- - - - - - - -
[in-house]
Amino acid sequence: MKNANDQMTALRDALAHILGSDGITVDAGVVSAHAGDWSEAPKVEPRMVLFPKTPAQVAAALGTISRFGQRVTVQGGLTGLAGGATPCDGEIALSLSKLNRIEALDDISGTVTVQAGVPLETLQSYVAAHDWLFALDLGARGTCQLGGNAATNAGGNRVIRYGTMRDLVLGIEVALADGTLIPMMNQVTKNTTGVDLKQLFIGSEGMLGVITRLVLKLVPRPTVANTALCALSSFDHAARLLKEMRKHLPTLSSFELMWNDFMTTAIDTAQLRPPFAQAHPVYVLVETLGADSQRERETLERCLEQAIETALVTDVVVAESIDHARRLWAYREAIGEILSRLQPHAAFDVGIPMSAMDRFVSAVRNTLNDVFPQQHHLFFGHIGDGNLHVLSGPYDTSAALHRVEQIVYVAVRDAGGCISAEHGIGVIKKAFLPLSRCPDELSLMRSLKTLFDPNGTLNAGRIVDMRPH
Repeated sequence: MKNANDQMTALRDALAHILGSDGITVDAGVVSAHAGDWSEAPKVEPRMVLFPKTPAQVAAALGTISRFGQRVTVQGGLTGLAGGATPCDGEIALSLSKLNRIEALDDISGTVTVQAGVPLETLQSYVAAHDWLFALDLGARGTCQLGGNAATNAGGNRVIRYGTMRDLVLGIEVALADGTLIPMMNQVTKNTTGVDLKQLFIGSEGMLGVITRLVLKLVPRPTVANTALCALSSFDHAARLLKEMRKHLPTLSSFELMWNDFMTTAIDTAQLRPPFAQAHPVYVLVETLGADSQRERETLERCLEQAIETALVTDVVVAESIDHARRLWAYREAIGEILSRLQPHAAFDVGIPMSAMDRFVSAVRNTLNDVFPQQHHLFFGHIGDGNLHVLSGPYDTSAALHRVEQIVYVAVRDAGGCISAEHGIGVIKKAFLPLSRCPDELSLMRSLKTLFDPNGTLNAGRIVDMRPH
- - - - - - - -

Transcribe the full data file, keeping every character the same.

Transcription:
[in-house]
Amino acid sequence: MKNANDQMTALRDALAHILGSDGITVDAGVVSAHAGDWSEAPKVEPRMVLFPKTPAQVAAALGTISRFGQRVTVQGGLTGLAGGATPCDGEIALSLSKLNRIEALDDISGTVTVQAGVPLETLQSYVAAHDWLFALDLGARGTCQLGGNAATNAGGNRVIRYGTMRDLVLGIEVALADGTLIPMMNQVTKNTTGVDLKQLFIGSEGMLGVITRLVLKLVPRPTVANTALCALSSFDHAARLLKEMRKHLPTLSSFELMWNDFMTTAIDTAQLRPPFAQAHPVYVLVETLGADSQRERETLERCLEQAIETALVTDVVVAESIDHARRLWAYREAIGEILSRLQPHAAFDVGIPMSAMDRFVSAVRNTLNDVFPQQHHLFFGHIGDGNLHVLSGPYDTSAALHRVEQIVYVAVRDAGGCISAEHGIGVIKKAFLPLSRCPDELSLMRSLKTLFDPNGTLNAGRIVDMRPH
Repeated sequence: MKNANDQMTALRDALAHILGSDGITVDAGVVSAHAGDWSEAPKVEPRMVLFPKTPAQVAAALGTISRFGQRVTVQGGLTGLAGGATPCDGEIALSLSKLNRIEALDDISGTVTVQAGVPLETLQSYVAAHDWLFALDLGARGTCQLGGNAATNAGGNRVIRYGTMRDLVLGIEVALADGTLIPMMNQVTKNTTGVDLKQLFIGSEGMLGVITRLVLKLVPRPTVANTALCALSSFDHAARLLKEMRKHLPTLSSFELMWNDFMTTAIDTAQLRPPFAQAHPVYVLVETLGADSQRERETLERCLEQAIETALVTDVVVAESIDHARRLWAYREAIGEILSRLQPHAAFDVGIPMSAMDRFVSAVRNTLNDVFPQQHHLFFGHIGDGNLHVLSGPYDTSAALHRVEQIVYVAVRDAGGCISAEHGIGVIKKAFLPLSRCPDELSLMRSLKTLFDPNGTLNAGRIVDMRPH